Francie’s Fabulous Fermented Fish

I must admit, I was a little green when my dear friend Francie called with her news of her surprise catch of salmon. Wow! Gifts come when you least expect it, and what a gift. She sent me an email of one of the amazing creations she came up with for using the salmon, and graciously agreed to do a guest post on one of her recipes..

I did have to laugh at her description of my refrigerator: “whose fridge is always brimming with deliciously interesting mixtures of fermenting goodies.” haha! Yes, it truly is a science experiment in there, but not always the good bacteria you hope for, as I encountered today in cleaning it out for more ferments. Many of my ferments were leaking and making a big mess. Ferments need to come with a warning label, and I always forget that.

Last night I opened my jar of Sweet Fire and as Mt. Vesuvius began erupting out of the jar as I desperately tried to hold the lid on, Sweet Fire was catapulted all over my counter. Oops, I neglected once again to mention that you need to leave headspace in your fermenting jars, and then periodically check them to open the lid and let off pressure from time to time. I must say that the Sweet Fire is very good, one which I will make again. Usually we break into them before the erupting stage, and when the level is lowered a bit you won’t have that problem. It also depends on how active the ferment is.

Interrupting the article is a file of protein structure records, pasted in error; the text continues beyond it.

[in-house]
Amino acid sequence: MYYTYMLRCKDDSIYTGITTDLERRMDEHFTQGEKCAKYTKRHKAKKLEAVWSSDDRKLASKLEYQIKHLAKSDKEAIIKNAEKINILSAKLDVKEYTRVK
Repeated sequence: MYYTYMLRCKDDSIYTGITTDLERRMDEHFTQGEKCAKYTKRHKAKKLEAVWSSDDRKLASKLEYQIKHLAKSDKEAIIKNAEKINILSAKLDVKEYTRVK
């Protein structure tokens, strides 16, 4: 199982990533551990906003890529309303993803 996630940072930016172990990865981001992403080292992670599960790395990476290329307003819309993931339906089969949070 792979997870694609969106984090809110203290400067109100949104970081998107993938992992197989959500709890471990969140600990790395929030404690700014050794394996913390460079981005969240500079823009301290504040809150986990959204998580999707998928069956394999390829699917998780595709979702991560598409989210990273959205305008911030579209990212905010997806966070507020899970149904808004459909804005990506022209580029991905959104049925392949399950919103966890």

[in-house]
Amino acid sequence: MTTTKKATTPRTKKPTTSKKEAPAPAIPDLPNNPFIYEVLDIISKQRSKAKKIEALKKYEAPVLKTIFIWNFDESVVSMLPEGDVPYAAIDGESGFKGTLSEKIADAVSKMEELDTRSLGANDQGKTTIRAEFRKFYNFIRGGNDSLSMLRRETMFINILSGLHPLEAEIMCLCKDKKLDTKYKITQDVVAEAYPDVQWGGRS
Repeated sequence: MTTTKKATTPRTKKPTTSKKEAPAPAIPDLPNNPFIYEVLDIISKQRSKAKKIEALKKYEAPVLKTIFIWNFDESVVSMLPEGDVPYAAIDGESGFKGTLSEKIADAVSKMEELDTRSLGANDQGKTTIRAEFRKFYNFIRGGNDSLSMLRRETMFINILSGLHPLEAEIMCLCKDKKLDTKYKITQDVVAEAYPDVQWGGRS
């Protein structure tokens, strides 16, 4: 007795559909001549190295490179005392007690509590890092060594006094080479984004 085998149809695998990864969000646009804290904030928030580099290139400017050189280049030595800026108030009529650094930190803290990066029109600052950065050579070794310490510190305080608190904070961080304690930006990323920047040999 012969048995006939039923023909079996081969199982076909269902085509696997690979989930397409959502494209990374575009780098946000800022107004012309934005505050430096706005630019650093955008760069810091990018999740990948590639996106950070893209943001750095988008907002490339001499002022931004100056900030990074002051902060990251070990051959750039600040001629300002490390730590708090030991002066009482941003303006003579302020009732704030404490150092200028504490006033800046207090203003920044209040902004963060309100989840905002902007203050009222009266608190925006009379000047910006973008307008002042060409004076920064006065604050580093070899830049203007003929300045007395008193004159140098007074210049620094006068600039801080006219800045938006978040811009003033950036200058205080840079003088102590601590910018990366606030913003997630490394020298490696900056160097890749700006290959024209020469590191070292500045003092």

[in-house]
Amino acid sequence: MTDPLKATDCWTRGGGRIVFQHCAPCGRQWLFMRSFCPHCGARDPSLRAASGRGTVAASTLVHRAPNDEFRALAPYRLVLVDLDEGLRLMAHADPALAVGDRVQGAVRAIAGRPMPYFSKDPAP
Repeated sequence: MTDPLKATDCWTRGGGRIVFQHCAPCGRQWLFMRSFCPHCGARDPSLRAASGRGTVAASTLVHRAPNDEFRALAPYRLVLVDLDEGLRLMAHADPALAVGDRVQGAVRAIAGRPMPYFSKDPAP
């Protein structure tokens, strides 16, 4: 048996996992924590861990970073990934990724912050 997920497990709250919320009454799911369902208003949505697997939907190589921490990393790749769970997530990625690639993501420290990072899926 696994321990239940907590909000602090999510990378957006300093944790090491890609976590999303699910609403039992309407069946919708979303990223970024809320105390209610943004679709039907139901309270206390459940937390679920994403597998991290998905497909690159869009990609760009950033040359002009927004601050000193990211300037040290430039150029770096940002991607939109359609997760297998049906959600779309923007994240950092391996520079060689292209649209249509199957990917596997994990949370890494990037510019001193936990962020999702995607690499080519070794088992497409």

Francie’s Fermented Fish will not be a wildly active ferment that you leave on the counter for 8 or more days, and will be eaten within a fairly short period of time, so I don’t think she needs to worry about exploding salmon all over her kitchen.

I also had to laugh about the “teacher” part, as mostly I know just enough to be dangerous. But it is so fun to have adventurous friends you can go on excursions with, for raw unfiltered honey, fruit by the case from the growers, homemade farm cheeses, wine… and experiment crazy recipes together.

I had always been curious about the fermented fish recipe by Sally Fallon in Nourishing Traditions, and have seen others from time to time, but Francie’s outshines them all.

Thank you so much, dear Francie.

Francie’s Fabulous Fermented Fish
guest post by Francie Ivy

Jamie inspired: Fermented salmon…

I have a friend called Jamie whose fridge is always brimming with deliciously interesting mixtures of fermenting goodies…she has been a fun teacher and I am dedicating my first attempt at fermented fish to Jamie..

Fermented foods, let alone fermented fish are not typical foods most of us have been exposed to and often present a challenge to even be tried. I was fortunate to have parents who loved food and cooking and always exposed us to “new and different” cuisine. I remember that my Dad loved a child, I thought it was perfectly ghastly..but now that I can make my is totally different! We grew up with pretty traditional ways of preparing foods, eating mostly home grown and home-fed…so including home fermented foods into our every day meals was not a huge step for us but it has definitely become my new thing!